The UnWind Series by Neal Shusterman
Books in the Series:
Series Summary Description:
After the Second Civil War, the Bill of Life states that human life may not be touched from the moment of conception until a child reaches the age of thirteen. However, a loophole allows parents to retroactively get rid of a teenager through a process called “unwinding.”
Three teens defy the system and run away from their unwinding: Connor, a rebel whose parents have ordered his unwinding; Risa, a ward of the state who is to be unwound due to cost-cutting; and Lev, his parents’ tenth child whose unwinding has been planned since birth as a religious tithing.
As their paths intersect and lives hang in the balance, Connor, Risa, and Lev must work together to survive—and they may change the fate of America in the process.
Published: June 2, 2009
In a society where unwanted teens are salvaged for their body parts, three runaways fight the system that would “unwind” them. Connor’s parents want to be rid of him because he’s a troublemaker. Risa has no parents and is being unwound to cut orphanage costs. Lev’s unwinding has been planned since his birth, as part of his family’s strict religion. Brought together by chance, and kept together by desperation, these three unlikely companions make a harrowing cross-country journey, knowing their lives hang in the balance. If they can survive until their eighteenth birthday, they can’t be harmed — but when every piece of them, from their hands to their hearts, are wanted by a world gone mad, eighteen seems far, far away.
Published: August 28, 2012
Thanks to Connor, Lev, and Risa—and their high-profile revolt at Happy Jack Harvest Camp—people can no longer turn a blind eye to unwinding. Ridding society of troublesome teens while simultaneously providing much-needed organs for transplanting might be convenient, but its morality has finally been brought into question. However, unwinding has become big business, and there are powerful political and corporate interests that want to see it not only continue, but also expand to the unwinding of prisoners and the impoverished. Cam is made entirely out of the parts of other unwinds; he is a teen who does not technically exist. A futuristic Frankenstein, Cam struggles to find identity and meaning and wonders if a rewound being can have a soul. And when the actions of a sadistic bounty hunter cause Cam’s fate to become inextricably bound with the fates of Connor, Risa, and Lev, he’ll have to question humanity itself.
Published: October 15, 2013
Connor and Lev are on the run after the destruction of the Graveyard, the last safe haven for AWOL Unwinds. But for the first time, they’re not just running away from something. This time, they’re running towards answers, in the form of a woman Proactive Citizenry has tried to erase from history itself. If they can find her, and learn why the shadowy figures behind unwinding are so afraid of her, they may discover the key to ending the unwinding process forever. Cam, the rewound boy, is plotting to take down the organization that created him. He knows that if he can bring Proactive Citizenry to its knees, it will show Risa how he truly feels about her. And without Risa, Cam is having trouble remembering what it feels like to be human. With the Juvenile Authority and vindictive parts pirates hunting them, their paths will converge explosively—and everyone will be changed.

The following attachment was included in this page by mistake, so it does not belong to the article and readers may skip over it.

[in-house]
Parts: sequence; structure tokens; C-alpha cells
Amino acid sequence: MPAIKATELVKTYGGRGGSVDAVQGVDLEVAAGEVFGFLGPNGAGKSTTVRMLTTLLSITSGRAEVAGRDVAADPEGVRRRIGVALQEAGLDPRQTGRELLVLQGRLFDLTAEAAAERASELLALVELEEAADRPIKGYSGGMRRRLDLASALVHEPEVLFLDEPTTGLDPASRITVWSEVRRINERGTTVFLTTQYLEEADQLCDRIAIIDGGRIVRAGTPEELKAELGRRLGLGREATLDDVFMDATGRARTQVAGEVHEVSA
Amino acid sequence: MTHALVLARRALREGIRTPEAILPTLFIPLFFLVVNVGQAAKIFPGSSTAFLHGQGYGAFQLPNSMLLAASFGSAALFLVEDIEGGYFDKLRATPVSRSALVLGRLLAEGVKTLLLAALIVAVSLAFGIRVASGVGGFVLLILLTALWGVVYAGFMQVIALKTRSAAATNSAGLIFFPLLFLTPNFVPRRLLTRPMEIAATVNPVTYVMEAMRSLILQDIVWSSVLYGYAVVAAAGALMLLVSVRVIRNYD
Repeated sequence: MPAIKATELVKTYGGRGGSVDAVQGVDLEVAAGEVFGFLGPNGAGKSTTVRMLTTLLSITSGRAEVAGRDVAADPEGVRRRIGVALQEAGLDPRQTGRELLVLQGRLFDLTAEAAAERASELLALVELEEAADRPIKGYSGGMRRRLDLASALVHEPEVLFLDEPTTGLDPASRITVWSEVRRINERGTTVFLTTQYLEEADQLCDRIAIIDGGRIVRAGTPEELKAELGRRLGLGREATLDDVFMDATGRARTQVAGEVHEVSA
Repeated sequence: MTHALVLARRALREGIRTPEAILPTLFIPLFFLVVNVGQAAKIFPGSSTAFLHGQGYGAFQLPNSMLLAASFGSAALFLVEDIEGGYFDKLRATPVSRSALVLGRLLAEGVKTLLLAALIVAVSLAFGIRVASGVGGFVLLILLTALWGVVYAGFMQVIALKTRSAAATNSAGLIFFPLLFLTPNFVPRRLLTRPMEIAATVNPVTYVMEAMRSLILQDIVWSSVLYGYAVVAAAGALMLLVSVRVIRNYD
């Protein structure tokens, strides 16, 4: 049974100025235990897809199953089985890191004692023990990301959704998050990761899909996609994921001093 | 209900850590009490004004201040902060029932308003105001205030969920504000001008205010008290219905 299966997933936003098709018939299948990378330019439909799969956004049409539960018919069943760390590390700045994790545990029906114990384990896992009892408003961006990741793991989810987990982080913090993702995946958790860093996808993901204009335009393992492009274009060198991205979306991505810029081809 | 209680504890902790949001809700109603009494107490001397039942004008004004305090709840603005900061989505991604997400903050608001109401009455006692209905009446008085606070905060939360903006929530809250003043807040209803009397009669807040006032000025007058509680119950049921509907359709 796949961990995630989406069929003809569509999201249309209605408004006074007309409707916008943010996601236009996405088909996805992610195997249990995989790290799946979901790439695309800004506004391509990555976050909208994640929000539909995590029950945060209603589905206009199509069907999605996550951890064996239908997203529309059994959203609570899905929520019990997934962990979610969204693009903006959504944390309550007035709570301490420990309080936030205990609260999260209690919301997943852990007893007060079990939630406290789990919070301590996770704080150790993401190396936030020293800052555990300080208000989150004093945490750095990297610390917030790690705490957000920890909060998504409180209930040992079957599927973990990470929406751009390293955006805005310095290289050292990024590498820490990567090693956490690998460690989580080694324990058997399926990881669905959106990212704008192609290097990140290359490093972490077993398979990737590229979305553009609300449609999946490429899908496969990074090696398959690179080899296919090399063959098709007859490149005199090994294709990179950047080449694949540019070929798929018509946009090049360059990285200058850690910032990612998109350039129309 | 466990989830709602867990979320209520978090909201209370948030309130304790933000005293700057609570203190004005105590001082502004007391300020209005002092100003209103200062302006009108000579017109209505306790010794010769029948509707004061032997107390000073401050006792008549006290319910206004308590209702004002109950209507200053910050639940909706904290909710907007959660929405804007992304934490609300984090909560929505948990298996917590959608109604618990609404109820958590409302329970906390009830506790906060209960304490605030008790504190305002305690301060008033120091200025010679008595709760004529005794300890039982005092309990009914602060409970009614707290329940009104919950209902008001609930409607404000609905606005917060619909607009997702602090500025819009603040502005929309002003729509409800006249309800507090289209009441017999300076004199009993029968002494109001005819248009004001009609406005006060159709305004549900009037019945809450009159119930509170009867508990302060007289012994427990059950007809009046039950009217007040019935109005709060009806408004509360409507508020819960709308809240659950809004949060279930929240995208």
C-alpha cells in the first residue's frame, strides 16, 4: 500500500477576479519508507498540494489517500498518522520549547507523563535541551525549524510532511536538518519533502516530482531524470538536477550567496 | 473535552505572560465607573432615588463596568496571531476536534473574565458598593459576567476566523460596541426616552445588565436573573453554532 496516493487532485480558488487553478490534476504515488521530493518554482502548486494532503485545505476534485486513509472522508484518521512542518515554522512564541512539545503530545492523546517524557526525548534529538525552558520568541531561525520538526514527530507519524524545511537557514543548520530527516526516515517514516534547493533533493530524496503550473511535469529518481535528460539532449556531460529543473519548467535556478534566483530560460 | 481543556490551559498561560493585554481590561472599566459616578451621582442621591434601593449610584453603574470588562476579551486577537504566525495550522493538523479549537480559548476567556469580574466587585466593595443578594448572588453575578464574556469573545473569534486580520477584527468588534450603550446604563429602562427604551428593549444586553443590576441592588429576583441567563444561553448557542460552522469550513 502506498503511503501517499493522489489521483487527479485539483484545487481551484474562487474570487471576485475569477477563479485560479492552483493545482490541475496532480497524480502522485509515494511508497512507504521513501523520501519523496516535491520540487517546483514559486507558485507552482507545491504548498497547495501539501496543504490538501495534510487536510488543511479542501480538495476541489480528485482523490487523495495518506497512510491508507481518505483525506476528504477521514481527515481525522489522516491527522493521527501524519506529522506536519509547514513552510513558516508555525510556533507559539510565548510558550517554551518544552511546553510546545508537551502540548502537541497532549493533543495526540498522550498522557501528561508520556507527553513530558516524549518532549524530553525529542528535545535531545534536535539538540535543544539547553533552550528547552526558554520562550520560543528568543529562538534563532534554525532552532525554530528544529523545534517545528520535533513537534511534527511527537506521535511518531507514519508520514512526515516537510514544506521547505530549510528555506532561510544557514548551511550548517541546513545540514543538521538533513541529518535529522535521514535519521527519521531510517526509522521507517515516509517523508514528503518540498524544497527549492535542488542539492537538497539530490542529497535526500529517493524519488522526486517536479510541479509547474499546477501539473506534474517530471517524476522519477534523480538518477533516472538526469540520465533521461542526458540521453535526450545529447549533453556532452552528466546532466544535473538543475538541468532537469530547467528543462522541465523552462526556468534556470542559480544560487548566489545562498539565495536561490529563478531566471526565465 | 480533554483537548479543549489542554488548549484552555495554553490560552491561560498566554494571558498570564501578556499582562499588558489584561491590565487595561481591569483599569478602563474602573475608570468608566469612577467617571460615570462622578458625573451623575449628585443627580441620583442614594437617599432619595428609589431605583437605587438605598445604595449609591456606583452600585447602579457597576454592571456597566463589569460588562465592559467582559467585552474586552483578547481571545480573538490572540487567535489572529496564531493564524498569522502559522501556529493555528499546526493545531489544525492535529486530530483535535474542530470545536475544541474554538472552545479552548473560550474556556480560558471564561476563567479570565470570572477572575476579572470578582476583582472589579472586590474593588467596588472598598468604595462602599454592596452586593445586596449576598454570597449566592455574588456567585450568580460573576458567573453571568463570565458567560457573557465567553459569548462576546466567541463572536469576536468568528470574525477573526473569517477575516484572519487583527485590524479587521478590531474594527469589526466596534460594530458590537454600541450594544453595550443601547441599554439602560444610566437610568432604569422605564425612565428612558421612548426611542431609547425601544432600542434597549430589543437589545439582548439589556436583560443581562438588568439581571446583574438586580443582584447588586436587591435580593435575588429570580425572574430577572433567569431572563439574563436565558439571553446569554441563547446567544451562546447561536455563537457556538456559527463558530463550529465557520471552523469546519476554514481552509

Published: October 14, 2014
Proactive Citizenry, the company that created Cam from the parts of unwound teens, has a plan: to mass produce rewound teens like Cam for military purposes. And below the surface of that horror lies another shocking level of intrigue: Proactive Citizenry has been suppressing technology that could make unwinding completely unnecessary. As Conner, Risa, and Lev uncover these startling secrets, enraged teens begin to march on Washington to demand justice and a better future. But more trouble is brewing. Starkey’s group of storked teens is growing more powerful and militant with each new recruit. And if they have their way, they’ll burn the harvest camps to the ground and put every adult in them before a firing squad—which could destroy any chance America has for a peaceful future.
Published: December 15, 2015
Find out what happens to Connor, Risa, and Lev now that they’ve finally destroyed the Proactive Citizenry in this collection of short stories set in the world of the New York Timesbestselling Unwind Dystology by Neal Shusterman. Connor Lassiter’s fight to bring down Proactive Citizenry and find a suitable alternative to unwinding concluded in UnDivided. Now Connor, Risa, and Lev are free to live in a peaceful future—or are they? Neal Shusterman brings back his beloved Unwind characters for his fans to see what’s left for those who were destined to be unwound.
Kim’s Rating of the Series: 4.8 stars
Kim’s Review of the Series:
This series blew me away! Neal Shusterman is easily becoming one of my all time favorite authors. He manages to bring in philosophy without being pompous and boring. He takes controversial issues, keeps to neutral ground, and shows the reasoning behind both sides. You start out knowing exactly which side of the issue that you’re on, but then find yourself agreeing with some of the reasoning behind the other side. I didn’t think anything could top the Scythe series, but this one did.
I love Connor, Risa, and Lev so much. They are teens who start out with narrow viewpoints, as regular annoying teens and then are thrown into very adult situations, and they shine! The supporting characters are believable and fit the story perfectly. There are several rabbit trails that branched off of each story, but they were simple and easy to follow and keep track of. And as I’m sure you’ve noticed by now that there’s a decimal up top in the rating. This was a difficult one to rate, mostly because I wanted so badly to give 5 stars. There were very small things that I didn’t like, a little teenage drama within the series, and some weaker short stories in UnBound that kept me from giving a perfect score. But overall, I loved this series, and I think this is the perfect series for teens. I might even be giving this series out as Christmas and birthday gifts this year! I would absolutely recommend this series to everybody![Top]